Tunes of Glory
“Whisky, for the gentlemen who like it, and for the gentlemen who don’t like it…Whisky !” Alec Guinness as Jock Sinclair, “Tunes of Glory”, 1960
Next year will be the fiftieth anniversary of the Ronald Neame film “Tunes of Glory”. A well received, but strangely forgotten portrayal of the destruction of two competing Colonels of a Scottish regiment following World War II, both from the same Island, but different worlds. In viewing the film last night it struck me as to how much has changed in our world view since 1948 and indeed, since 1960.
We barely think in terms of class now, at least not to the extent we used to. Class structure in 1948 was still pretty well built into society. It began to crack in England, where it practically started, and still survives to some extent, after the 1945 Labour party victory. It is hard for one to know ones “place” if one is running the country. Popular culture generally now flows counter to what it did for the previous several hundred years. In 1765, popular culture flowed from the top down, today, when it is not flowing from the bottom up, it at least flows from the middle up. It was not the rich who invented hip-hop, nor made Tweeter a phenomena. The rich did not establish (although they may have thought of) fast food restaurants or wearing your pants so low that you trip over them as you walk. The stratification of society by order of class has changed, as it has by order of race or sex. All of these changes have taken place within the lifetimes of millions of people who are alive today. Putting aside passing phases, such as the French Revolution, the last century has brought more changes in the structure of society than any other time in recorded history.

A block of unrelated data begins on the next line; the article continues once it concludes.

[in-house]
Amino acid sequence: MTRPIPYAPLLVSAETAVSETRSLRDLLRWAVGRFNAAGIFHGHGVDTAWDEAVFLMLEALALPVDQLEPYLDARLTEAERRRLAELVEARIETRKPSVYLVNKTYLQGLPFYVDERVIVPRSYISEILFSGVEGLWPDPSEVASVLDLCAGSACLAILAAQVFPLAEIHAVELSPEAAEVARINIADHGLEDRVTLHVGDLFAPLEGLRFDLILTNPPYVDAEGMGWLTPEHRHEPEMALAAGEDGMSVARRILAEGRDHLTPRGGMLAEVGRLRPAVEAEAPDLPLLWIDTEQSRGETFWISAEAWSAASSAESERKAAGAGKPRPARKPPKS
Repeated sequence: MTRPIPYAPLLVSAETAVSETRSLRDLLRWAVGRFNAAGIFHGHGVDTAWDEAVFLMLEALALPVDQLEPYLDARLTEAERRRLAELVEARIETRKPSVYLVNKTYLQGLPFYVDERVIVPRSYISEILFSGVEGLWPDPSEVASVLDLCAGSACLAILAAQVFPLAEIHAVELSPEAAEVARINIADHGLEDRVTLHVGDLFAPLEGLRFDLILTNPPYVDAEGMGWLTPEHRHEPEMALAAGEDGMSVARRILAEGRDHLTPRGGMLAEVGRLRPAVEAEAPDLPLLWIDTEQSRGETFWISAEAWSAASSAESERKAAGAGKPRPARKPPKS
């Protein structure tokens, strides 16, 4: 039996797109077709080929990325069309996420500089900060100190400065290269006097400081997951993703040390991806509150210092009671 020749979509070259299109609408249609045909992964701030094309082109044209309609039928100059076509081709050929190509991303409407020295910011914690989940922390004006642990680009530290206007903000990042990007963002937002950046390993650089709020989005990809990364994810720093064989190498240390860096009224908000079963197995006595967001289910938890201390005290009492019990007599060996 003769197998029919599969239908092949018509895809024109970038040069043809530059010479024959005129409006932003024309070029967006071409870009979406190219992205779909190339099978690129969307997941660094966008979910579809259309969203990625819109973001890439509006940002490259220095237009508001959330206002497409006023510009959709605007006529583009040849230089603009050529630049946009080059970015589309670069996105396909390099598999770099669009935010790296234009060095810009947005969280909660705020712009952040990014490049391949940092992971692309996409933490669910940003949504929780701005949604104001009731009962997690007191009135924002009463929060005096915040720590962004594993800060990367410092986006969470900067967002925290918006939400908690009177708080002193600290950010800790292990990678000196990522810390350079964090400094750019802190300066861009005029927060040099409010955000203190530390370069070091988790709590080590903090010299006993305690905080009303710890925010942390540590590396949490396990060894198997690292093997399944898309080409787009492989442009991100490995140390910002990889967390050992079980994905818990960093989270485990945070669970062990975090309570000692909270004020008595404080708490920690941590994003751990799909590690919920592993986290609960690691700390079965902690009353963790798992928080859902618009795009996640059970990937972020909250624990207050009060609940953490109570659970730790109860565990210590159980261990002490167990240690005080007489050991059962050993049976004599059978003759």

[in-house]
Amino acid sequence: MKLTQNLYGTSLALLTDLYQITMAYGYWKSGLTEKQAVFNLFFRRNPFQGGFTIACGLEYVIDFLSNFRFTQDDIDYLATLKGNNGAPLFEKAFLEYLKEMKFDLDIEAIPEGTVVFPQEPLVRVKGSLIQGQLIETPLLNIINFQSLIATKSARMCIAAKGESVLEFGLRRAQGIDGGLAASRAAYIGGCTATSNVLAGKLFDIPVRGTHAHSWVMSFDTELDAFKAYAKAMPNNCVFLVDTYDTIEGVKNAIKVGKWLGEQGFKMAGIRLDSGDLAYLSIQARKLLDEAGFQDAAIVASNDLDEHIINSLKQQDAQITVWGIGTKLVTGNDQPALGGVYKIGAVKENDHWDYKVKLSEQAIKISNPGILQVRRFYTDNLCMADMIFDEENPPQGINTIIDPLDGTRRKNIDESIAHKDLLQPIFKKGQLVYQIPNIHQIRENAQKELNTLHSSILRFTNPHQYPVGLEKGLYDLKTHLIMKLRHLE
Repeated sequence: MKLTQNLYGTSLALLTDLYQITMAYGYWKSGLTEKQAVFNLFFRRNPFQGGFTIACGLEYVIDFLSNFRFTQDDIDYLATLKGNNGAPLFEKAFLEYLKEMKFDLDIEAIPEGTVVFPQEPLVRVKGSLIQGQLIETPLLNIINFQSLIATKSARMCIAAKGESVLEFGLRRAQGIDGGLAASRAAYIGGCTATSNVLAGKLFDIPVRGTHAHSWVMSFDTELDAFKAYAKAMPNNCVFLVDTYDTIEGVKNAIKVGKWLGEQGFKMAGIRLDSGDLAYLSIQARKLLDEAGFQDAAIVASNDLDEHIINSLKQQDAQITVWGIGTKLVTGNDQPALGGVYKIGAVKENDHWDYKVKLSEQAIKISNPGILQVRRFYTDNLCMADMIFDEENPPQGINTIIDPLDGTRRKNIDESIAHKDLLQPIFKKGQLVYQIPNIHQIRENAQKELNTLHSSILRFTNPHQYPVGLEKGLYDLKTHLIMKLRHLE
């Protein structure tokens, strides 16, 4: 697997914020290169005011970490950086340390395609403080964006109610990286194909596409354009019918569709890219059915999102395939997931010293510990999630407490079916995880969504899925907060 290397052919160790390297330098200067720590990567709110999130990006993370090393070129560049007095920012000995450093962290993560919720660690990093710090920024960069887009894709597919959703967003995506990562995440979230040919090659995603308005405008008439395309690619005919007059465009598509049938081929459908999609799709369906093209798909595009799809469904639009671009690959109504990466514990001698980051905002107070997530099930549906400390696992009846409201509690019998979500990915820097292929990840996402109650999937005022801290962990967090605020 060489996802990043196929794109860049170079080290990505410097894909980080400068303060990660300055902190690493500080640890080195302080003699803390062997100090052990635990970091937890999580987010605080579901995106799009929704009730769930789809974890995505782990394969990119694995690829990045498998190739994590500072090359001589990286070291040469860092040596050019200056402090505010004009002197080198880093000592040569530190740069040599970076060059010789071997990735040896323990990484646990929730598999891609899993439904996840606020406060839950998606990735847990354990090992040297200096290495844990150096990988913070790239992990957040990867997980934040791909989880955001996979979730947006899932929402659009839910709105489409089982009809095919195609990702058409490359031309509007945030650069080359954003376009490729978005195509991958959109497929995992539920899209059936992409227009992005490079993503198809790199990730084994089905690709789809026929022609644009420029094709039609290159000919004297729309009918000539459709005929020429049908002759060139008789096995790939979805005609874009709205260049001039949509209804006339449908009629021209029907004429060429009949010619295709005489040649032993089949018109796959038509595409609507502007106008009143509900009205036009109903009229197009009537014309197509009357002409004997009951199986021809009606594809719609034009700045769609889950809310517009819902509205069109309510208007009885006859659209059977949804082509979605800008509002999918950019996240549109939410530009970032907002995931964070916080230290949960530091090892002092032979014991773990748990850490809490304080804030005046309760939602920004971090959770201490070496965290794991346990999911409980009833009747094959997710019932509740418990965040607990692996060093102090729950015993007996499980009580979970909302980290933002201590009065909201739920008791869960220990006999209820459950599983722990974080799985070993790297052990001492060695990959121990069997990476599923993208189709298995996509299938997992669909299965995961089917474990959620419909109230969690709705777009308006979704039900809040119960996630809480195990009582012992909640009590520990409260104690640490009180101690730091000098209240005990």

Is life better because it is fairer ? That is what my philosophy of life has been premised on. Does that mean people are happier ? I really think not. Happiness is relative in any society. Just because I have a high definition T.V. set does not mean I am any happier than the fellow who had only a crystal radio set. I may well not be any happier than the fellow today who has only a small black and white set. Justice, as Rawls would say, is fairness, not happiness. Is the world today broken because of consumer societies striving for a happiness which can never be attained through the accumulation of wealth and ignoring those things which might truly make us happy ? Really, is happiness a legitimate end in itself, or just a simpler and less sophisticated way to look at life ? But if happiness is not the end result of a well lived life, what is ? What if the pursuit of Justice makes you miserable as some might believe was Mother Teresa’s lot, if one examines her diaries ? The founders of monotheistic religions put great emphasis on this pursuit of Justice, outside of one’s self. The Eastern religions seem to turn inward to a peace which is not so much happiness as contentment with your situation. That is why Tibet has no Disney World, and may also be why they find themselves autocratically ruled. Yet there is a nagging suspicion in many of us, maybe all of us, that their approach to life may be fundamentally correct, where as ours is the culture of pigs.
In these musings I have tried not to venture into the supernatural, I am not talking about striving for heaven or nirvana, although I realize that it is just such concepts which create a culture. I simply want to say that the final “triumph of the masses” ,which is the short sighted way in which Marx described this evolutionary sweep ,may well not change the total sum of human happiness at all. What will be our final tune of glory? For those who like it, whisky ! For those who don’t like it, whisky ! We just need to figure out what Whisky really means.